French President Emmanuel Macron announced on Wednesday that Adnan Abu Walid al-Sahrawi, the head of Islamic State in the Greater Sahara, who was wanted for deadly attacks on U.S. soldiers and foreign aid workers, has been killed in an operation by French troops.
Macron wrote on Twitter on early Tuesday that Al-Sahraoui was “neutralized by French forces.”
“The militant leader, Adnan Abu Walid al-Sahraoui, oversaw a group that claimed responsibility for an attack in 2017 that killed four American soldiers who were on patrol with Nigerien forces,” The New York Times reported. “And in August 2020, Mr. Al-Sahraoui personally ordered the killing of six French charity workers and their Nigerien driver.”
“This is another major success in our fight against terrorist groups in the Sahel,” Macron said in a tweet. “The Nation is thinking this evening of all its heroes who died for France in the Sahel in the Serval and Barkhane operations, of the bereaved families, of all of its wounded. Their sacrifice is not in vain. With our African, European and American partners, we will continue this fight.”
Al-Sahraoui was previously a member of Al Qaeda’s regional branch before pledging his allegiance to the Islamic State.
The news of Al-Sahraoui’s death comes after ISIS killed 13 U.S. service members in Afghanistan in a suicide bombing outside Kabul airport, following the Biden administration’s disastrous pullout from the war-torn country.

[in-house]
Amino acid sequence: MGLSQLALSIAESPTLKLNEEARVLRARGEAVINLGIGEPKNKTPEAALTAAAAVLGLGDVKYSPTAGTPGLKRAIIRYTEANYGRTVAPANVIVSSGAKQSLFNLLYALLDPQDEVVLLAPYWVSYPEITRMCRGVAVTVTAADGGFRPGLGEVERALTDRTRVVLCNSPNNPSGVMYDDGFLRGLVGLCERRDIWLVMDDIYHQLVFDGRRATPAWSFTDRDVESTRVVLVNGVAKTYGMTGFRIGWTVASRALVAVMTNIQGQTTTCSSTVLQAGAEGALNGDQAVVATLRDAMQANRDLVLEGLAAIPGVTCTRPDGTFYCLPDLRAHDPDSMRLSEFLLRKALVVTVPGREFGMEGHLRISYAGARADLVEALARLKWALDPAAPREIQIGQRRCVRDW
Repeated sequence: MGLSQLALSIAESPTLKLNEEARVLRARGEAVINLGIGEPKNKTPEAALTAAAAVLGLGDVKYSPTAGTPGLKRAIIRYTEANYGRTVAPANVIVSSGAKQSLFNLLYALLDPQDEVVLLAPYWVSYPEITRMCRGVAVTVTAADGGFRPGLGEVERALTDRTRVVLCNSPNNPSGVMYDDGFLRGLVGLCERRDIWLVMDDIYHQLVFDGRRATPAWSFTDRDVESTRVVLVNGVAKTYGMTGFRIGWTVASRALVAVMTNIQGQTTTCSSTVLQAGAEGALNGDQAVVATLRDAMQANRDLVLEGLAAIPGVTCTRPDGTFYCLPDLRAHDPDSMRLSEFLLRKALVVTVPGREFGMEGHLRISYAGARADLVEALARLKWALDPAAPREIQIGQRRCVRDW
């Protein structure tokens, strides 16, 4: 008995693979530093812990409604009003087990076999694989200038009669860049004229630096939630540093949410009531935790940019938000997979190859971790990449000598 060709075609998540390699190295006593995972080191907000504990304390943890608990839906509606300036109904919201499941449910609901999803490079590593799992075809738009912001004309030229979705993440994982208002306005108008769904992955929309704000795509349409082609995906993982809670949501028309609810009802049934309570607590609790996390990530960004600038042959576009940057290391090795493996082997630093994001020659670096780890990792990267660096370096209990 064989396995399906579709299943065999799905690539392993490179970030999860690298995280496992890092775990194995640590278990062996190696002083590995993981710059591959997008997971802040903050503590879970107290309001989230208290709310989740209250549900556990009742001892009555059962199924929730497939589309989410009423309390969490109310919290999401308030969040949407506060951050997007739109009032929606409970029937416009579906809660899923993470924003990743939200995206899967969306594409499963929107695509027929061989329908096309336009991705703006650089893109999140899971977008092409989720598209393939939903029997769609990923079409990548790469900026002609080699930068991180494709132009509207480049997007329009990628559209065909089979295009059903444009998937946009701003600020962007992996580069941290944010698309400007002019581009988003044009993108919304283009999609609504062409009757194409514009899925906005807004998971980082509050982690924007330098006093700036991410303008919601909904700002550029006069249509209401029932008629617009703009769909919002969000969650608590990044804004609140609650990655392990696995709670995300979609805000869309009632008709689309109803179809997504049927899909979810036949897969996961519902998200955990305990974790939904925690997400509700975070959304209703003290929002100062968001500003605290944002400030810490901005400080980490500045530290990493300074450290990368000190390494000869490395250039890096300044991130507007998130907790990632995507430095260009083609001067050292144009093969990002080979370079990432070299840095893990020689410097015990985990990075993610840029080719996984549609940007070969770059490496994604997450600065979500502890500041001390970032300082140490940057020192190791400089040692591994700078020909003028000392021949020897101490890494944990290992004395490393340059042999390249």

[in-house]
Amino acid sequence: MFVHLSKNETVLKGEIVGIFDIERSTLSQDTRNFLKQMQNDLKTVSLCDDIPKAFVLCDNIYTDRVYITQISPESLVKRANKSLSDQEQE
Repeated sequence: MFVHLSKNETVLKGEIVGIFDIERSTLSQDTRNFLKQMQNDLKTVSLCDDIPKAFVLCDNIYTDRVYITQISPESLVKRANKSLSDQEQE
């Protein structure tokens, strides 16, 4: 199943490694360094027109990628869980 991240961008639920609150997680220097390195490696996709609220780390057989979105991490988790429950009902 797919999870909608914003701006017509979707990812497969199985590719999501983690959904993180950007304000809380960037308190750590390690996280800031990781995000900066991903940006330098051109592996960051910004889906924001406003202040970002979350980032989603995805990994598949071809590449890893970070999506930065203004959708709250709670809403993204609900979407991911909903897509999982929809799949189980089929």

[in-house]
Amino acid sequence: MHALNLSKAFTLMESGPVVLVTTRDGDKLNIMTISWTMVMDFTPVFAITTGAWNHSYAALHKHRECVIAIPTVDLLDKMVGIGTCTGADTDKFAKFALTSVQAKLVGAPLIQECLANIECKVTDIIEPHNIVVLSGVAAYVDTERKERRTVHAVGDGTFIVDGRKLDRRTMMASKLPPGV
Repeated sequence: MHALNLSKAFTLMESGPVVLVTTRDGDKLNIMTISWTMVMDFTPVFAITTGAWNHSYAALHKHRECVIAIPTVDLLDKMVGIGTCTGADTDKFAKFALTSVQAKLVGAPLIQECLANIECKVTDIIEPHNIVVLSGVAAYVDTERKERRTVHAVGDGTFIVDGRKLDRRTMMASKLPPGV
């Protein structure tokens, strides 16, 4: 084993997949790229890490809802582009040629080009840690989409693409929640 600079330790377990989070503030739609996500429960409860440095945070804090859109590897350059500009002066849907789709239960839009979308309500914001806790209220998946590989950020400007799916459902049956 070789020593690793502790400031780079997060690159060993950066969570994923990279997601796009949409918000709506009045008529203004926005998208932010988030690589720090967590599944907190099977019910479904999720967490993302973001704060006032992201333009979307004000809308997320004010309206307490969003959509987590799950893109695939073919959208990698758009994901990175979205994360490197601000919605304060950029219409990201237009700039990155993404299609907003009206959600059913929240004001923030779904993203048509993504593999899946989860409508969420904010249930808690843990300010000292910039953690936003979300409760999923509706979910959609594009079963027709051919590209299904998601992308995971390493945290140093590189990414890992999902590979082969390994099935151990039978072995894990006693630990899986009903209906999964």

A Fox News report on Wednesday detailed how Gen. Austin Miller, the commander of U.S. forces in Afghanistan from 2018 through July of this year allegedly warned President Joe Biden against the withdrawal of all forces from Afghanistan and warned against reports that the Afghan military could hold off the Taliban for 1–3 years, saying they would collapse against the Taliban significantly faster.
“According to two members present for the hearing, Gen. Miller passed his recommendations through the chain of command — that the U.S. should keep a level of troops on the ground (2,500 was the number at the time) in order to maintain stability given the Taliban threat assessment,” Fox's Jacqui Heinrich wrote. “Miller’s view was troops should maintain holding pattern — potentially supplemented by [additional] forces from allied nations — given the threat. Miller shared no recommendation on how long forces should have stayed, making clear he didn’t know what the end timeline would be.”
“Miller also said that he strongly dissented with the intel assessment that Afghanistan would fall to the Taliban between 1–3 years, saying he thought it would go much, much faster,” Heinrich continued. “Miller also said once his recommendation was turned down, it became his job to execute on the withdrawal order – and eventually, decisions like abandoning Bagram were made because of constraints and troop caps imposed by the President’s orders.”